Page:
Special forces grew from reconnaissance units to being built up as force multipliers. SOF units are part of each service including the second artillery, which controls all missile operations. According to Chinese sources, selection to such units require extremely harsh training, and failure rate is as much as fifty percent.
Recently, a new unit of what was claimed to be a ‘super elite’ was reported, which can conduct maritime counter-terrorism operations and underwater infiltration. Crucially, future plans are for Chinese SOF to be supported by the full panoply of enabling platforms by air and sea. For instance, plans include a new type of small submarine that can assist marine infiltration, as well as helicopter carrying ships for quiet ingress into enemy coasts.
Here lies the rub. First, any SOF is only as good as its equipment. This is true of the armed forces as a whole, but is particularly applicable to the SOF. An army division, for instance, may ‘manage’ a situation by weight of sheer numbers and tight command in a given geographical area. The SOF cannot.
An SOF unit can hardly do deep penetration operations if it doesn’t have the platform to get there. It cannot even do a short strike if it doesn’t have the necessary high-end weapons to strafe a terrorist hideout. Second, an SOF operation is only as good as the intelligence available. The tragedy of the Jaffna University helidrop in October 1987, when a covert operation to get the LTTE leadership failed miserably due to defective intelligence, comes to mind.
An entire detachment of Sikh light infantry and several para-commandos were mowed down by the waiting Tamil Tigers. In today’s networked world, the SOF needs to be able to access intelligence on the move, even as it closes in on the target. Third, an SOF unit is only as good as the training it gets. And finally, there’s that old adage: Not every tool can be used for every occasion.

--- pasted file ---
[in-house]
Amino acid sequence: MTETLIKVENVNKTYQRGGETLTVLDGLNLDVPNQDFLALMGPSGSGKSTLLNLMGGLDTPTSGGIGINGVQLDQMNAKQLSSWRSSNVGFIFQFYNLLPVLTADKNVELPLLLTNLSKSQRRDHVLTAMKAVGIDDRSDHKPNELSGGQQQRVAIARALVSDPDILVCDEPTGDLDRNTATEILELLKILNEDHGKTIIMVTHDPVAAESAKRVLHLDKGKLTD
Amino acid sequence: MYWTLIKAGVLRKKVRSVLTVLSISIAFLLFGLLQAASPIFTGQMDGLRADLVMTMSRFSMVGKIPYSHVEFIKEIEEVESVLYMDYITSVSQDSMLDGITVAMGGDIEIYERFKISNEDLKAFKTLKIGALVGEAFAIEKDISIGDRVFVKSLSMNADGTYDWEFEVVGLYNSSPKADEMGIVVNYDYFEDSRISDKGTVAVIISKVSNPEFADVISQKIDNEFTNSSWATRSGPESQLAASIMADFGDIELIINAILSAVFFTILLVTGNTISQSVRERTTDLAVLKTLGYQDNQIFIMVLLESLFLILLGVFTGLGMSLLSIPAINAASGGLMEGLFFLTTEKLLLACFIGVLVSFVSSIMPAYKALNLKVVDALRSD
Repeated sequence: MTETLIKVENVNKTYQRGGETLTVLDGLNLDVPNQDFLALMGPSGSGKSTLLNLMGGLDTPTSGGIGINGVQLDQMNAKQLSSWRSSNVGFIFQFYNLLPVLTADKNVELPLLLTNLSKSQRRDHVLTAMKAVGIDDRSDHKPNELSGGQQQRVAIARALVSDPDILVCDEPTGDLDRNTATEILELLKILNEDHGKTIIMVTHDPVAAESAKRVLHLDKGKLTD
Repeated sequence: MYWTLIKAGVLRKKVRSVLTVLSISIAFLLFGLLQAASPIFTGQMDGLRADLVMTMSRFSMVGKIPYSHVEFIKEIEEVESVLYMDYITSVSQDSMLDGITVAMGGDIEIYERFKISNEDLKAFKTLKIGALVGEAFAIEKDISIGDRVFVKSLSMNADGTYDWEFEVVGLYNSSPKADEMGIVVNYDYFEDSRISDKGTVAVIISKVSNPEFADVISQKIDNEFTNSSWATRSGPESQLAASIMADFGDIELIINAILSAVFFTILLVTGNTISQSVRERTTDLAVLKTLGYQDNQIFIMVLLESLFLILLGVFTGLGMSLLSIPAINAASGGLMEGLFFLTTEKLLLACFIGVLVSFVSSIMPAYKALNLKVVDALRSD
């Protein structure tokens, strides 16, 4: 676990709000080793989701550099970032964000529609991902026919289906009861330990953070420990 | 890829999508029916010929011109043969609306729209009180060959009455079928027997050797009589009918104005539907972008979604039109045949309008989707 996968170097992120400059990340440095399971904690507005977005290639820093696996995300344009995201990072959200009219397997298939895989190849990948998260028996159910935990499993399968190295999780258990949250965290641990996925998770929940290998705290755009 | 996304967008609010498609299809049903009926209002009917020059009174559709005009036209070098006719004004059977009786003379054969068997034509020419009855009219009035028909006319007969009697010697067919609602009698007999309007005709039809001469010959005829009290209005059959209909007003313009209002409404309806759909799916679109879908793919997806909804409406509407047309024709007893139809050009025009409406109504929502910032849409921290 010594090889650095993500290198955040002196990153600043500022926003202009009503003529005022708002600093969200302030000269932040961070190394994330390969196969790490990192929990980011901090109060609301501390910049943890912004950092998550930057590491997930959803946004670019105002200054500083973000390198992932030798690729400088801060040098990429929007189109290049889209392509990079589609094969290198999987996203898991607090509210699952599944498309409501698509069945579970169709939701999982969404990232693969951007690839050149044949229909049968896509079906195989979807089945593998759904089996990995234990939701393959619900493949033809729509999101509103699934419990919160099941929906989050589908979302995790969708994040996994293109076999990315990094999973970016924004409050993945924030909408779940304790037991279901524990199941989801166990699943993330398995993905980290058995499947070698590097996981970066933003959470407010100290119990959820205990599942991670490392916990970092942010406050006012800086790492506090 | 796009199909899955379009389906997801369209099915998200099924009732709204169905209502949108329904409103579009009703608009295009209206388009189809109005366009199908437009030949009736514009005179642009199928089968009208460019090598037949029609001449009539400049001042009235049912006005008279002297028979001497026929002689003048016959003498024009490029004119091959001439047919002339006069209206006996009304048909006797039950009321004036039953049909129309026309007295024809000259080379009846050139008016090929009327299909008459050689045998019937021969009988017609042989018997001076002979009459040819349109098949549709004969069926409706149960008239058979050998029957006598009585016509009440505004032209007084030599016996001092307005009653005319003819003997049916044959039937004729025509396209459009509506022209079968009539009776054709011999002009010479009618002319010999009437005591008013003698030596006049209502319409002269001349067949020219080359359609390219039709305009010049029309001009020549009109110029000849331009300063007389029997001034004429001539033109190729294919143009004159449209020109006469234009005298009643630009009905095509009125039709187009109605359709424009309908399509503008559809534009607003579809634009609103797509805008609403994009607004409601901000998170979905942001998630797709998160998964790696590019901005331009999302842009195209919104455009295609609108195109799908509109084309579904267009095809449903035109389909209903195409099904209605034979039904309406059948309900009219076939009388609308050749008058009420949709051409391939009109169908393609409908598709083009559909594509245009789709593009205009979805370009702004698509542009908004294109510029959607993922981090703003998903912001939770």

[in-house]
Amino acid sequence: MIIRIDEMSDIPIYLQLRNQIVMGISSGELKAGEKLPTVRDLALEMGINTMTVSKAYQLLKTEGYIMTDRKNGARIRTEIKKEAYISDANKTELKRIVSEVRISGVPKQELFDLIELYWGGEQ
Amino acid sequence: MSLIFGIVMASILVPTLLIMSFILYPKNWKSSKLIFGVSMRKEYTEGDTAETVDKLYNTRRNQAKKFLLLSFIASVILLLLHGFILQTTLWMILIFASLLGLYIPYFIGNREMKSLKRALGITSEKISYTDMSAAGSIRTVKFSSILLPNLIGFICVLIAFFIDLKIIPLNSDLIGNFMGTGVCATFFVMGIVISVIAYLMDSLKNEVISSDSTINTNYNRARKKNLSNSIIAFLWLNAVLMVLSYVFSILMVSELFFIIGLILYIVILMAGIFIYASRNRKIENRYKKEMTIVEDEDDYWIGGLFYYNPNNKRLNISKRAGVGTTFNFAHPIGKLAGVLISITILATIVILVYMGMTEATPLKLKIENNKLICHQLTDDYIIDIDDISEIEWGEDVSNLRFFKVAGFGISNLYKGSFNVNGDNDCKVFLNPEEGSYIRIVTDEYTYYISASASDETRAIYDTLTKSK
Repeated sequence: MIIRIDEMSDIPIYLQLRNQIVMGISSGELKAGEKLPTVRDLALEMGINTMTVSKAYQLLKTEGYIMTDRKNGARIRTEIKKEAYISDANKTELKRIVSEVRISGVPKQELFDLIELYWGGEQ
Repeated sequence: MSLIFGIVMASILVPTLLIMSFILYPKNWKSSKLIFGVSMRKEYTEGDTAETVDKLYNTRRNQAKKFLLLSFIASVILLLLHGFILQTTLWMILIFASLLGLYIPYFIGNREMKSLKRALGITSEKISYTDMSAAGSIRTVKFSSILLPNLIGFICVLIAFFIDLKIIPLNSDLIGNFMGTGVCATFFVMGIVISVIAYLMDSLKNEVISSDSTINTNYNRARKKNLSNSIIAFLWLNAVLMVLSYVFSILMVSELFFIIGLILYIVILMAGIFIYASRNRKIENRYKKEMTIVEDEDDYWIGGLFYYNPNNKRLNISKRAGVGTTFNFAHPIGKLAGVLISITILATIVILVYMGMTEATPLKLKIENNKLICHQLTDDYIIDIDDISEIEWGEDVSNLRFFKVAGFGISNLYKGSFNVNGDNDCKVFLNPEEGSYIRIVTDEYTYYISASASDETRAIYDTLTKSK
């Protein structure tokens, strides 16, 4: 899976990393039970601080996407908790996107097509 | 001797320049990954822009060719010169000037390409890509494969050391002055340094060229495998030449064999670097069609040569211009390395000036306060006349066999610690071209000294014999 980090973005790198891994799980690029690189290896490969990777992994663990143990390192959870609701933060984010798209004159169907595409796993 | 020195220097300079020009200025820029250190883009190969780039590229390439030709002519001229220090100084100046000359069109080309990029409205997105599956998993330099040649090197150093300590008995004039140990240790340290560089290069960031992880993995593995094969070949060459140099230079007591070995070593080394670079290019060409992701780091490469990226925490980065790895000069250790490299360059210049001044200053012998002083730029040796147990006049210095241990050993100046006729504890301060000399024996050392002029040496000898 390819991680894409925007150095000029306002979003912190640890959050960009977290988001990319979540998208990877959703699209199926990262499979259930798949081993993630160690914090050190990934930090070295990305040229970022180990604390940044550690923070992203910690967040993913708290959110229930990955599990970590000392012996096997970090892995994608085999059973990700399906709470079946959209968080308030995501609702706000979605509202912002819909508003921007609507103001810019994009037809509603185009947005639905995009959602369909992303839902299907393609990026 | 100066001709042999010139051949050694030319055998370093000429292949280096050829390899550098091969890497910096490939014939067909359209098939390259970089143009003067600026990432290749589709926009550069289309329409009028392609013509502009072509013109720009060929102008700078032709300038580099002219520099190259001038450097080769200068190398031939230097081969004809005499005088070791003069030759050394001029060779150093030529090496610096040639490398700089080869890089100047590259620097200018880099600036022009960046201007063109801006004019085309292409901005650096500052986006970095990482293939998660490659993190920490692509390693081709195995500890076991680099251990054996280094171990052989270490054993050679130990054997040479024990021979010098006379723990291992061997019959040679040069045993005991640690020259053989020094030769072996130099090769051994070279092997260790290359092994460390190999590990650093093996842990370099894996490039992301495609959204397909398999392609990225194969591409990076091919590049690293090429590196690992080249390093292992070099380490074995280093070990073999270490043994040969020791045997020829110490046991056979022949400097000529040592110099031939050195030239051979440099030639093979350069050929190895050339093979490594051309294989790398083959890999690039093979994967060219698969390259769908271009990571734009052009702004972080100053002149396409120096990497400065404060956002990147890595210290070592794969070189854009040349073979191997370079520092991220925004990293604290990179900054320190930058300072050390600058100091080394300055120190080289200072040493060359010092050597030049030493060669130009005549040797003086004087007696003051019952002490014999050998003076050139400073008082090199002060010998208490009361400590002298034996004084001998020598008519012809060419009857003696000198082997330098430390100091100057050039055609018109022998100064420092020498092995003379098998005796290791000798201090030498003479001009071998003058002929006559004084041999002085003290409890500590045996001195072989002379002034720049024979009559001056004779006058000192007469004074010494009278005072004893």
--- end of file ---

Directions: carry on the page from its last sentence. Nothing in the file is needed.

Some of India’s special forces need significant attention. First, while the navy’s MARCOS and the army’s Paras remain among the most efficient in the world, their access to real-time satellite based intelligence remains limited, and their ability to operate deep into enemy country is questionable given the lack of stealth platforms.
Earlier option of para-dropping is unlikely to serve the purpose given the considerable upgradation of air defence capabilities around our borders. If the army wants to win in the new kind of wars, its needs to focus a lot more on equipment and funding of its special forces. The average army officer may never ride a tank gloriously into battle, but is highly likely to find the need to quietly enter enemy territory and snuff out a few terrorists or carry out quiet acts of sabotage.
Another elite unit, the Special Frontier Force has also seen bad days. Set up in 1962 with a little help from the Central Intelligence Agency (CIA), it was meant to be deployed only along the China border. Over the years, however, pusillanimous governments ordered them back for fear of angering China.
The fact that there was severe inter-agency competition and resentment from the army against a unit outside its control severely hampered its initial growth. It was not until 2009 that the unit was given pay parity with the armed forces.
There’s a lesson there. Special forces need nurturing and constant training, not exercises in fighting bureaucracy and paper work. As China continues to increase its rhetoric and its incursions into India, this force needs a significant upgrade. Other cases abound: Highly trained commando units used for guarding netas, or tasks better done by conventional forces.
The deployment of the Navy’s MARCOS in Kashmir is one example. As war slides more into the treacherous waters of covert operations, the need for these highly trained units is only going to rise. Before reaching for that prohibitively expensive fighter aircraft or a new armoured vehicle, the defence ministry would do well to ask the forces exactly what kind of wars it expects to fight over the next two decades.
A certain conventional capability for a probable but unlikely large scale war is needed. What is needed, as of yesterday, is equipment which will get that secret warrior into, and even more importantly, out of enemy territory. The war has already begun, and it is unlikely to end anytime soon.